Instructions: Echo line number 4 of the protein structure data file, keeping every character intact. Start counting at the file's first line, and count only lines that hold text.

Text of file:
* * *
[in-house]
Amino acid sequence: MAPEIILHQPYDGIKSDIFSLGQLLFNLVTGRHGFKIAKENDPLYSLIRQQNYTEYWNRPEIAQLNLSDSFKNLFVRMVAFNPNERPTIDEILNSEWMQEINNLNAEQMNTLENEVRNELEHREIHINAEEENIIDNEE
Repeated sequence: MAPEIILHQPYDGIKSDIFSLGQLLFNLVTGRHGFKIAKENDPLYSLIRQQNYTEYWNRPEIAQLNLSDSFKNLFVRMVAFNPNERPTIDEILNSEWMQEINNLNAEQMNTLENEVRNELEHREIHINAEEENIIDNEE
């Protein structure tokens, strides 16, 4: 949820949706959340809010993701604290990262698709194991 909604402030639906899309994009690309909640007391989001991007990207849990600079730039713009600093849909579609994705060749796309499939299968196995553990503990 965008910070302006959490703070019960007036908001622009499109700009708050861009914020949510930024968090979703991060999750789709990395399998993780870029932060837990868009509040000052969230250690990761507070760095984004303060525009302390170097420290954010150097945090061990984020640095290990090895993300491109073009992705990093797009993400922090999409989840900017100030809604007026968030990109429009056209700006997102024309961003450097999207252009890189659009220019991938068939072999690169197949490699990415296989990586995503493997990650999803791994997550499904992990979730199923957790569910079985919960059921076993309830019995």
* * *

């Protein structure tokens, strides 16, 4: 949820949706959340809010993701604290990262698709194991 909604402030639906899309994009690309909640007391989001991007990207849990600079730039713009600093849909579609994705060749796309499939299968196995553990503990 965008910070302006959490703070019960007036908001622009499109700009708050861009914020949510930024968090979703991060999750789709990395399998993780870029932060837990868009509040000052969230250690990761507070760095984004303060525009302390170097420290954010150097945090061990984020640095290990090895993300491109073009992705990093797009993400922090999409989840900017100030809604007026968030990109429009056209700006997102024309961003450097999207252009890189659009220019991938068939072999690169197949490699990415296989990586995503493997990650999803791994997550499904992990979730199923957790569910079985919960059921076993309830019995």